Category Archives: bearings

Like An Acid

Now come a few trenchant excerpts from a recent interview with Rob Wallace, an evolutionary biologist and public health phylogeographer presently visiting the Institute for Global Studies at the University of Minnesota.

He is author of Big Farms Make Big Flu and the soon to be published Revolution Space, both with Monthly Review Press. Wallace also co-authored Neoliberal Ebola: Modeling Disease Emergence from Finance to Forest and Farm, and Clear-Cutting Disease Control: Capital-Led Deforestation, Public Health Austerity, and Vector-Borne Infection. 

Images added by DP.











Just A Dark Hole

This week, marking the twentieth anniversary (!) of the “detention” facility at  Guantánamo Bay, we hear from former detainee Mansoor Adayfi and former chaplain James Yee, himself a victim of psychological “no touch” torture.

Excerpts from recent interviews below, with paintings by another detainee, Muhammad Ansi.







Next, we hear from James Yee himself:




Relayed from, we find the following bio for artist Muhammad Ansi:

Muhammad Ansi, originally from Yemen, was detained at Guantánamo for almost 15 years before being released to Oman in January 2017. He learned to paint and draw at Guantánamo, working mainly in landscapes and still life. His art often features cities seen from far away, paths without beginning or end, and empty boats adrift at sea. These images are most often imagined – based on photographs and scenes glimpsed in movies or on television, rather than directly observed by him, such as a depiction of the Titanic, remembered from being shown the movie during an interrogation.


Storm Warnings


We originally conceived DP as a five year research expedition. Five years then extended to ten. From here, we shall take the journey one year at a time, in search of viable bearings through increasingly threatening seas.

To summon the experience of the Titanic: in our considered view, it’s time to talk about lifeboats; that will be surely be one focus for 2022. On the “unsinkable” Titanic, lifeboats were an afterthought. Such hubris did not end well.

As always, we shall rely heavily on readers to alert us to both shoals and lighthouses. Onwards into the chop.


What We Look For

For our final navigational bearing in calendar year 2021, we offer a timeless passage from Thomas Berry’s Evening Thoughts: Reflecting on Earth as Sacred Community. Image added by DP.






Grateful, as always, for the countless kind, thoughtful and illuminating missives sent our way over the course of the year.

2022 promises to be yet another wild voyage through deep fog; we will do our utmost to float a few helpful buoys as we try to shed light on an increasingly opaque reality. Cheers and stiff drams of grog all around.


When We Love the Earth

This week we note the untimely death of the brilliant writer, scholar and activist Gloria Jean Watkins, widely known by her pseudonym “bell hooks”, a name that descends from her maternal grandmother, referenced as “Baba” in a characteristically prescient essay first published in Orion way back in 1996. Every word still carries weight today.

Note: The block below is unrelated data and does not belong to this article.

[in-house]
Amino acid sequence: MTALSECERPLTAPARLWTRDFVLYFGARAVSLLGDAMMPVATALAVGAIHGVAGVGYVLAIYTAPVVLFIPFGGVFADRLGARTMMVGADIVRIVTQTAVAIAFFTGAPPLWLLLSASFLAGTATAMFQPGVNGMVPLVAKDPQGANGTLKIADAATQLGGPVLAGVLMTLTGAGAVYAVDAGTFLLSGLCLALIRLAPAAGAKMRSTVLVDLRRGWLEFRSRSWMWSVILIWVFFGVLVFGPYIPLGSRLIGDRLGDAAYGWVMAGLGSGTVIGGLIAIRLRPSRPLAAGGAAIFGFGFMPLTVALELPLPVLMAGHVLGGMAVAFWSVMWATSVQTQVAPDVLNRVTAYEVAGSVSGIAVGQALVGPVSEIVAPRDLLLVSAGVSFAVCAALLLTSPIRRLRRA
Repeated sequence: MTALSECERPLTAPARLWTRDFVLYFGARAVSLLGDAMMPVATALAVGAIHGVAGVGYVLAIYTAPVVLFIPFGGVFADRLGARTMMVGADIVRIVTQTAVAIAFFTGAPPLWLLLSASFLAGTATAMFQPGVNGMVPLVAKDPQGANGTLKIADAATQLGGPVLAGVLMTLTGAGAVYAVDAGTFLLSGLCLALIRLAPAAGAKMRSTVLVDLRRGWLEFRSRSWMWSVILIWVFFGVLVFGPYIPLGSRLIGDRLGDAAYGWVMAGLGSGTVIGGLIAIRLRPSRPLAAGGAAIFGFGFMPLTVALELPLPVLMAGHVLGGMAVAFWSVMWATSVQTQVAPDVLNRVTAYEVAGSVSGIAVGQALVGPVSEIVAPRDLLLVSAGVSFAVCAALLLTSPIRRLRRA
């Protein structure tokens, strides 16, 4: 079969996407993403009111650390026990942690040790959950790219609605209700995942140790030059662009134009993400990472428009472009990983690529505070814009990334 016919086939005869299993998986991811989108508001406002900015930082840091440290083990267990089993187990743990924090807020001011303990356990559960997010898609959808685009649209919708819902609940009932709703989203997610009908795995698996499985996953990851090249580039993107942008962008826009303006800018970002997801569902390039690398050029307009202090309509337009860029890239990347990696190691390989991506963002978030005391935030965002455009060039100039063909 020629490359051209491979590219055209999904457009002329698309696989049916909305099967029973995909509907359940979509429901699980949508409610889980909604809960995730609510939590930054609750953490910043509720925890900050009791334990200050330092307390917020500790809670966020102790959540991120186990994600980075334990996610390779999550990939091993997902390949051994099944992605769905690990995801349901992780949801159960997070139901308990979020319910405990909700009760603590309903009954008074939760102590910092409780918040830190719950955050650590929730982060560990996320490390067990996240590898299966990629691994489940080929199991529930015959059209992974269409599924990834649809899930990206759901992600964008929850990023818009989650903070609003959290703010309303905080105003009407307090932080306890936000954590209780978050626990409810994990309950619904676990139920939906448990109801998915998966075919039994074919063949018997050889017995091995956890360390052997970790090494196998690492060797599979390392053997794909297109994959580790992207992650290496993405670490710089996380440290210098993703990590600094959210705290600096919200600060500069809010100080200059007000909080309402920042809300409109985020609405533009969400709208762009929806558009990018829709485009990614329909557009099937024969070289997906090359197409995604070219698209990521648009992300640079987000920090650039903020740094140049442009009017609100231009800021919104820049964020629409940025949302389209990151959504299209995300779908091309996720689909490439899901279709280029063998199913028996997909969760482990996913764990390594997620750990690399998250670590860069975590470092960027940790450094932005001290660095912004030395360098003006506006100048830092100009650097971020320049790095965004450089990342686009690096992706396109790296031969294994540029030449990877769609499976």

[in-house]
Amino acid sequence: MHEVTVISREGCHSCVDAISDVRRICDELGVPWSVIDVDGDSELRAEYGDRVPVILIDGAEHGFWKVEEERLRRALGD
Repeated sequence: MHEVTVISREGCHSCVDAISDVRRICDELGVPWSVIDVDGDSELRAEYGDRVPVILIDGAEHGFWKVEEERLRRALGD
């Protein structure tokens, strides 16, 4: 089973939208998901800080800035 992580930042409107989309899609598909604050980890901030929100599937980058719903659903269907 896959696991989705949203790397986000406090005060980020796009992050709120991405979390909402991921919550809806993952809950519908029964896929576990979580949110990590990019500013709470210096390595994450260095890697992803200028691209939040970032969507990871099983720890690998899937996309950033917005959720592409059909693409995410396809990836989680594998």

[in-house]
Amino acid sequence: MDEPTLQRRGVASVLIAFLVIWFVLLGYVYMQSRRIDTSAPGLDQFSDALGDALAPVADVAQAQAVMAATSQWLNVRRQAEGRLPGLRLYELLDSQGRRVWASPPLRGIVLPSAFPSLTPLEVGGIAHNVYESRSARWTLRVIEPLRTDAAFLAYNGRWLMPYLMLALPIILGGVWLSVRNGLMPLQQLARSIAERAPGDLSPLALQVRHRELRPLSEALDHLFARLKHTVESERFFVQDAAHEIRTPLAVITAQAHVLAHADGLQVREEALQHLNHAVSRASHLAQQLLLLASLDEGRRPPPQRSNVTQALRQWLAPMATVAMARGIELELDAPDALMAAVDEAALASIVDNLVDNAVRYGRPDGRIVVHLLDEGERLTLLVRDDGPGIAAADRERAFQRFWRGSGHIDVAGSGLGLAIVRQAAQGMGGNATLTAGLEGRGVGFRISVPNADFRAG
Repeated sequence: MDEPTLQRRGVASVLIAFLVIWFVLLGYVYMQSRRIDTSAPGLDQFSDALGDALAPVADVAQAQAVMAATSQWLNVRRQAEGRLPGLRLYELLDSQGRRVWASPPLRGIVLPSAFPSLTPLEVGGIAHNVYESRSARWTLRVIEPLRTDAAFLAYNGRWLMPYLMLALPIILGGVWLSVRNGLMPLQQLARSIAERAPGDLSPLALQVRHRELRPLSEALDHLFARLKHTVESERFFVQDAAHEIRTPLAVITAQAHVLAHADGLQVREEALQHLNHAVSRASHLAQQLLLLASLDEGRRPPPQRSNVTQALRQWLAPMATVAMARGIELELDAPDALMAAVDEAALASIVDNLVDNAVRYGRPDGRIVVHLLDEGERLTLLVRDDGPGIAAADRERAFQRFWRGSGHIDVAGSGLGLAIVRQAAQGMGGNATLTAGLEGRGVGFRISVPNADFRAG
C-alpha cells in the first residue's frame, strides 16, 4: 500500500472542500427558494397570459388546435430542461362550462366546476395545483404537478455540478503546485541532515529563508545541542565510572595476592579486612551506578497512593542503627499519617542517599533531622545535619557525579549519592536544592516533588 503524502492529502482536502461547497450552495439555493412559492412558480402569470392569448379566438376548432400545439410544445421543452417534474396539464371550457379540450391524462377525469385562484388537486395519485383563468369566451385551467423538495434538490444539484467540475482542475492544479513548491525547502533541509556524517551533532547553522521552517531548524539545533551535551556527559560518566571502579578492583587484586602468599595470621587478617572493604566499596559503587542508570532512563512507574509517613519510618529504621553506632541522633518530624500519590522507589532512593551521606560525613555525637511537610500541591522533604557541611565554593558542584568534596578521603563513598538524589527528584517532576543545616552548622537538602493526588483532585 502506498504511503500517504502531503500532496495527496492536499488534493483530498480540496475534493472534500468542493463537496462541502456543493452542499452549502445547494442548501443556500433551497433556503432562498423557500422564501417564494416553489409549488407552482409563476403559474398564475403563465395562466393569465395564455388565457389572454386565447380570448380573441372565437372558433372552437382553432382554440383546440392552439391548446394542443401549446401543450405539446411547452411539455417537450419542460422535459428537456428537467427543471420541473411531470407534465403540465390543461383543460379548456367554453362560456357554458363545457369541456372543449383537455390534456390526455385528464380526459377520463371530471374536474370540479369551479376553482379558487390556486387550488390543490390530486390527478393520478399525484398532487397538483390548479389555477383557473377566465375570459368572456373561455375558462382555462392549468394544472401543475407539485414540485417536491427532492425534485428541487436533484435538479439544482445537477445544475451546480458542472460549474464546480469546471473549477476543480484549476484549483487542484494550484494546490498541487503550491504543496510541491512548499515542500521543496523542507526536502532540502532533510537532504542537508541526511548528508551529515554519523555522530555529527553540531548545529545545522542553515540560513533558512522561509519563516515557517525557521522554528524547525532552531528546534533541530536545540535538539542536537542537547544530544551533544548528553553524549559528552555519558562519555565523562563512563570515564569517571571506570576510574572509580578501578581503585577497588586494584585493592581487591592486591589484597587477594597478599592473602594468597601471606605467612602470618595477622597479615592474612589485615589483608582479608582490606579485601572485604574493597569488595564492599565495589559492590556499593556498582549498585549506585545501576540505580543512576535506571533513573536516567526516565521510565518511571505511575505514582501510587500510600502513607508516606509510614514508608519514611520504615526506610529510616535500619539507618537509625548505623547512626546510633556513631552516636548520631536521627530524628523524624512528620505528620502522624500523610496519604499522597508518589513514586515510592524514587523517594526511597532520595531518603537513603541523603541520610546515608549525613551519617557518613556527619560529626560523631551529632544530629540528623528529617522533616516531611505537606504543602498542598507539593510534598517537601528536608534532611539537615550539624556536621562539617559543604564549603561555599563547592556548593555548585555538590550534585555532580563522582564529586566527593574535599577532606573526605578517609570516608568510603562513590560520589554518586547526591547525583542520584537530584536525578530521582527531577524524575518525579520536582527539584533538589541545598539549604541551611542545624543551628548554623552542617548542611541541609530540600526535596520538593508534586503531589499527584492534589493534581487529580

Excerpts below with images by Alma Thomas, as relayed from the Smithsonian website.











Viral Revelations

Across the duration of the SARS-CoV-2 pandemic, we have refrained from saying much about Queen Corona, once it became clear we would blithely ignore her deepest lesson, namely that we must change how we are living in relation to the web of life that sustains our earthly presence.

A recurring theme within DP for the past decade: we humans will do anything to avoid changing our basic behavior. Yet that avoidance, typically accomplished through various tech fixes and fetishes, always releases consequences unanticipated by the fixers; the social and political complexities of the inverted utopia in which we live makes it impossible for us to imagine the implications of our clever inventions. Through time, this predicament tends towards what Anders identified as a world in which “we make ourselves superfluous, eliminate ourselves, liquidate ourselves.”

With this theme in mind, we bend an ear to a recent essay by Paul Kingsnorth, distinguished novelist and co-founder of the Dark Mountain Project. The entire essay is worthy of close reading; brief excerpts below, with images and captions added by DP.








We strongly recommend this related interview, as well:




Nurtured Into Being

Now comes philosopher Iain McGilchrist with closing thoughts from a recent lecture on the deeply relational nature of human consciousness. The entire lecture is worthy of close consideration.

Images added by DP, and relayed form the website of Aman Badhwar, a distinguished interdisciplinary researcher in the realm of neuro-connectivity.










Where Poetry Sings

Now comes the 23rd Poet Laureate Joy Harjo with her signature project, Living Nations, Living Words. Click on the image to explore the story map.






Now come Penobscot national tribal ambassador Maulian Dana; Penobscot Nation citizen Neptune Adams; and Upstander Project co-founder Adam Mazo, announcing the limited public release of their timely documentary, Bounty, linked through the below image.




For more discussion of the Phips Bounty Proclamation:


“They tried to bury us, but they did not know that we were seeds.”



In Praise of Fungi

Now comes Giuliana Furci, founder of the Fungi Foundation, dedicated to celebrating and protecting fungi, without which the world as we know it would not exist. A few passages from a recent essay below, with images added by DP.